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Earlier spring snowmelt drives arrowleaf balsamroot phenology in montane meadows

Citation

Durney, Janice S.; Engel, Arden; Debinski, Diane; Burkle, Laura (2022), Earlier spring snowmelt drives arrowleaf balsamroot phenology in montane meadows, Dryad, Dataset, https://doi.org/10.5061/dryad.bk3j9kdfd

Abstract

Climate change is causing global shifts in phenology, altering when and how species respond to environmental cues such as temperature and the timing of snowmelt. These shifts may result in phenological mismatches among interacting species, creating cascading effects on community and ecosystem dynamics. Using passive warming structures and snow removal, we examined how experimentally increased temperatures, earlier spring snowmelt, and the poorly understood interaction between warming and earlier spring snowmelt affected flower onset, flowering duration, and maximum floral display of the spring flowering montane species, Arrowleaf Balsamroot (Balsamorhiza sagittata), over a seven-year period. Additionally, potential cumulative effects of treatments were evaluated over the study duration. The combination of heating with snow removal led to earlier flower onset, extended flowering duration, and increased maximum floral display. While there was year-to-year variation in floral phenology, the effect of heating with snow removal on earlier onset and maximum floral display strengthened over time. This suggests that short-term studies likely underestimate the potential for climate change to influence phenological plant traits. Overall, this research indicates that Balsamorhiza sagittata’s flowering onset responded more strongly to snow removal than to heating, but the combination of heating with snow removal allowed plants to bloom earlier, longer, and more profusely, providing more pollinator resources in spring. If warming and early snowmelt cause similar responses in other plant species besides Balsamorhiza sagittata, these patterns could mitigate phenological mismatches with pollinators by providing a wider window of time for interaction and resiliency in the face of change. This example demonstrates that a detailed understanding of how spring-flowering plants respond to specific aspects of predicted climatic scenarios will improve our understanding of the effects of climate change on native plant-pollinator interactions in montane ecosystems. Studies like this help elucidate long-term physiological effects of climate-induced stressors on plant phenology in long-lived forbs.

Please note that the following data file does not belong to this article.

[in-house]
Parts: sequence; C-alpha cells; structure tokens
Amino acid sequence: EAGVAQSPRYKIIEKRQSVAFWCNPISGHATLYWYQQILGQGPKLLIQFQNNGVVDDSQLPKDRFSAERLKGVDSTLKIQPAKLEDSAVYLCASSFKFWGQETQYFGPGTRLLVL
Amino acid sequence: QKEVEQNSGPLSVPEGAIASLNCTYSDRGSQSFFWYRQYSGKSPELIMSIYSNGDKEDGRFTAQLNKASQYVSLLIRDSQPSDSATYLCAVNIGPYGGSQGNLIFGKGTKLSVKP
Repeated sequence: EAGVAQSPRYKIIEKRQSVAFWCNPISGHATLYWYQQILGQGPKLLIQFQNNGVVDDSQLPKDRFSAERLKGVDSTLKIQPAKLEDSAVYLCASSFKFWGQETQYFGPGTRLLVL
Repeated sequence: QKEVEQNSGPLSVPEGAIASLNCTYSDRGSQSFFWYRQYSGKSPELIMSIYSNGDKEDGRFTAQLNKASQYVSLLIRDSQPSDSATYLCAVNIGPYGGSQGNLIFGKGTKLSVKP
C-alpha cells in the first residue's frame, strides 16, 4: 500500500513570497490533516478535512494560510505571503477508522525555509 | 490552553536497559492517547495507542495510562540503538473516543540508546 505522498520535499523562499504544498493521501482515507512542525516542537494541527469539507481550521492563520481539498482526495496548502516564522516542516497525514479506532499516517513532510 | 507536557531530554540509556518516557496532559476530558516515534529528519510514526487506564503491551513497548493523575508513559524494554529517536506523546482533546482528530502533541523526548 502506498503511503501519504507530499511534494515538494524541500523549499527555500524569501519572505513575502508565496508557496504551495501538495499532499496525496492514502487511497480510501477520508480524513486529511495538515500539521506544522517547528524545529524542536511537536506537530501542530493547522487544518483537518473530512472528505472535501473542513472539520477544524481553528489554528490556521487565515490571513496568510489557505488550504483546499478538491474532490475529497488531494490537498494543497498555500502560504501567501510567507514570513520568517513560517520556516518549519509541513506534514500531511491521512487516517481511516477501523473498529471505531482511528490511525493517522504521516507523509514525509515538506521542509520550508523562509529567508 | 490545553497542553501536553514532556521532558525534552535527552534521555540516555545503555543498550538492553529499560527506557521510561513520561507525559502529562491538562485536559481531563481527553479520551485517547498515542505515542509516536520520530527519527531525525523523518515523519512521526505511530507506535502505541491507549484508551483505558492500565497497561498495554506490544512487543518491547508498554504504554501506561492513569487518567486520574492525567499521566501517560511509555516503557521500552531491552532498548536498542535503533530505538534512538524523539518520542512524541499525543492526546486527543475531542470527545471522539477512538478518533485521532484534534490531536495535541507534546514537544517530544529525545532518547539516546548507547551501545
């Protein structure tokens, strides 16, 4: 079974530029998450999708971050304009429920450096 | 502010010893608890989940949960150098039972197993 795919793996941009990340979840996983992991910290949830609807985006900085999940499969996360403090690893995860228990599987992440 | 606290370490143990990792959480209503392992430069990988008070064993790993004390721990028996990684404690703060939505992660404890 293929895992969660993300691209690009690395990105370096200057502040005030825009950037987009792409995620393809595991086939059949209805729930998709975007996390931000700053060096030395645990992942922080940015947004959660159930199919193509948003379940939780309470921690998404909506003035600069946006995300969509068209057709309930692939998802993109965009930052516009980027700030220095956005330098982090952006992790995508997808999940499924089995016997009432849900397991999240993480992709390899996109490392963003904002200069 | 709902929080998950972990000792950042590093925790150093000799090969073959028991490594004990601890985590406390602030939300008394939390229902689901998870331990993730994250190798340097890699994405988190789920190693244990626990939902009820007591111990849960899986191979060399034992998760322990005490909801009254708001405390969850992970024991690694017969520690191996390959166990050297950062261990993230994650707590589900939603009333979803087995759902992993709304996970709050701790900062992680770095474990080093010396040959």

Methods

This data was collected from May to July in 2013 through 2019. Individual balsamroot plants were monitored every three days from greening to full senescence. Flowering onset, flowering duration, and maximum floral display data was analyzed using linear mixed effects models and generalized mixed effects models with individuals nested within plots as a random effect. 

Usage Notes

There are 271 missing values in this dataset. 

Funding

Decagon Devices

the Xerces Society

the Center for Global and Regional Environmental Research

Department of Ecology, Evolution, and Organismal Biology, Iowa State University

Iowa State University graduate program in Ecology and Evolutionary Biology

Montana State University

Disney Conservation Fund

the University of Wyoming NPS Research Station

Idaho NSF EPSCoR, Award: EPS 0814387